Earth Systems Science

The Earth is a complex system of interacting physical, chemical and biological processes, and provides a natural laboratory whose experiments have been running since the beginning of time.

It was probably Buckminster Fuller[1] who got us all thinking of earth as a connected independent entity requiring maintenance. His story is a fascinating one as throughout his life he was concerned with the question "Does humanity have a chance to survive lastingly and successfully on planet Earth, and if so, how?"

James Lovelock[2] in his various books on Gaia theory brought to the attention of many the importance of viewing earth in such a holistic way and he discussed some of the other earlier proponents of what we now call earth systems science in his Gaia books.

Earth systems science treats the entire Earth as a system in its own right, which evolves as a result of positive and negative feedback between constituent systems and is being confirmed by computer models which are giving scientists the tools to develop and test hypotheses that explain the past and possible future behaviour of the Earth system. Lovelock went further and drew the analagy between the homeostatic nature of the earth system and that of life.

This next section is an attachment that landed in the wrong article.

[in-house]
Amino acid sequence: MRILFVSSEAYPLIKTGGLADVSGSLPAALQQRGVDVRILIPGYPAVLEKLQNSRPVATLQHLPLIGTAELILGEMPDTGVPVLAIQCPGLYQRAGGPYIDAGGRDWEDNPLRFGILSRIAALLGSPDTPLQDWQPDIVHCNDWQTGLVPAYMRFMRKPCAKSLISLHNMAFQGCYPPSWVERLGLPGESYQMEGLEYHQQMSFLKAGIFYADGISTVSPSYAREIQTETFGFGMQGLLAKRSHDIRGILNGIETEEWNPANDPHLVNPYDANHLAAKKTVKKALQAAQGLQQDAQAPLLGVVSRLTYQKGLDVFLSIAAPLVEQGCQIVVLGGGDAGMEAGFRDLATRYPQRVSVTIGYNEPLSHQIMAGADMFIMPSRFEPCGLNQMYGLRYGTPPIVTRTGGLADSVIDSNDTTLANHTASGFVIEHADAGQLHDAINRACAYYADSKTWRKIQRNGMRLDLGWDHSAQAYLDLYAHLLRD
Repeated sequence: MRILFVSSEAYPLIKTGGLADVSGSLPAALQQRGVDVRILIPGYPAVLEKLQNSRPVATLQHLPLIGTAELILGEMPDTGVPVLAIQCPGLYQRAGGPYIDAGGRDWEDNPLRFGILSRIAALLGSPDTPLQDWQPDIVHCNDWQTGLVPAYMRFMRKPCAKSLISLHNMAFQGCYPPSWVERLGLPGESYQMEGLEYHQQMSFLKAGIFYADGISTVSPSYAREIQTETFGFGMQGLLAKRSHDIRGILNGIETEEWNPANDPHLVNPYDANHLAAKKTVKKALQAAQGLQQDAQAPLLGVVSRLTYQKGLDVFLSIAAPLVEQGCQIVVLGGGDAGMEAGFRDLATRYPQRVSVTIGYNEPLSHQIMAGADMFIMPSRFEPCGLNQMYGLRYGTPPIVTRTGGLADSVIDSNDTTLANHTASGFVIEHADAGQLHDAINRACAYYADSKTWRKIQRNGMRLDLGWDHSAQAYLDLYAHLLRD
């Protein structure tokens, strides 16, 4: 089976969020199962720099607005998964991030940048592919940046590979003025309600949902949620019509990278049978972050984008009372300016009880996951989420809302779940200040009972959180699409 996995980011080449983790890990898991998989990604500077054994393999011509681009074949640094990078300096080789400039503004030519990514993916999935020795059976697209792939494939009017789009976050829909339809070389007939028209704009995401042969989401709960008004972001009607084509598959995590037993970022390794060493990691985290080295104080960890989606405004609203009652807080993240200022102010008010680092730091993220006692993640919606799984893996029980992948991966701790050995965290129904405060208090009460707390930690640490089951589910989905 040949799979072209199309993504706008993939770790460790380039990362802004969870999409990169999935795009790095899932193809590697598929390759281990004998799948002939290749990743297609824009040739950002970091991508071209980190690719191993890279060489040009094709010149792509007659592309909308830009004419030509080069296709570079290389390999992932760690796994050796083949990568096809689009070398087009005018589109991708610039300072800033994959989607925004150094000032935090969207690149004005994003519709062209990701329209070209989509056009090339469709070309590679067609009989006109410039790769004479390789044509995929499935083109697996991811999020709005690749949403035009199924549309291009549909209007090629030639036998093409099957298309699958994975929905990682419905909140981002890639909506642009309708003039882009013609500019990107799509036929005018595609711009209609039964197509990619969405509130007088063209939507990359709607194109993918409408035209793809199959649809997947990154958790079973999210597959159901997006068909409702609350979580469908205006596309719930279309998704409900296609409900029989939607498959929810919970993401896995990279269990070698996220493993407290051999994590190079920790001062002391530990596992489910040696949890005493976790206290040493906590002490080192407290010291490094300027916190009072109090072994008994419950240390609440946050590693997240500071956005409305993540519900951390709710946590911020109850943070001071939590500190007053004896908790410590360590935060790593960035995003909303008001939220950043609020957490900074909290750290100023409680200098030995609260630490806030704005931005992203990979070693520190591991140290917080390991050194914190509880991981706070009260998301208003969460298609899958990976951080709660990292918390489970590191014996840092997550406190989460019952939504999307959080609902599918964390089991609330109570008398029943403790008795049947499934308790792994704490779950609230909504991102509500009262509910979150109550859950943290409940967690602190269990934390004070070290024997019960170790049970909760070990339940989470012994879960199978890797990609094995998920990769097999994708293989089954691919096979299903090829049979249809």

Earth Systems Science (NASA 1988 )

The Earth system is often represented by interlinking and interacting "spheres" of processes and phenomena. The atmosphere, hydrosphere, biosphere and geosphere form the simplest collection, though some would add the cryosphere as a special element dealing with polar regions and processes, and others would add the anthroposphere emphasizing human dimensions and impact on the planet.

A simplistic representation of Earth Systems

The difficulty with simplistic representations such as the one above is that they divide the system artificially continuing a deconstructed perception of the what is in reality a more holistic total Earth system in which no part should be considered in isolation from any other part.

Chemistry, physics, biology, mathematics and applied sciences are all drawn upon in our attempts to understand Earth as an integrated system.

The Techno-Process

John Harrison has drawn attention to the important role of materials flows because of the impact of their underlying molecular flows, the moleconomics of which have strong interactions with Earth Systems.

The Role of Materials

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[1] Richard Buckminster ("Bucky") Fuller (July 12[1], 1895 – July 1, 1983) was an American visionary, designer, architect, poet, author, and inventor. Fuller devoted his life to the question as to whether humanity had a chance to survive lastingly and successfully on planet Earth, and if so, how. Pursuing this lifelong experiment, Fuller wrote twenty-eight books, coining and popularising terms such as "spaceship earth". Perhaps Bucky was the first "Planetary Engineer".

[2] Dr James Ephraim Lovelock CH CBE FRS, was born on July 26, 1919 and is an independent scientist, author, researcher, environmentalist and futurologist who lives in Cornwall, in the south west of Great Britain. He is most famous for proposing and popularising the Gaia hypothesis, in which he postulates that the Earth functions as a kind of super organism (a term coined by Lynn Margulis)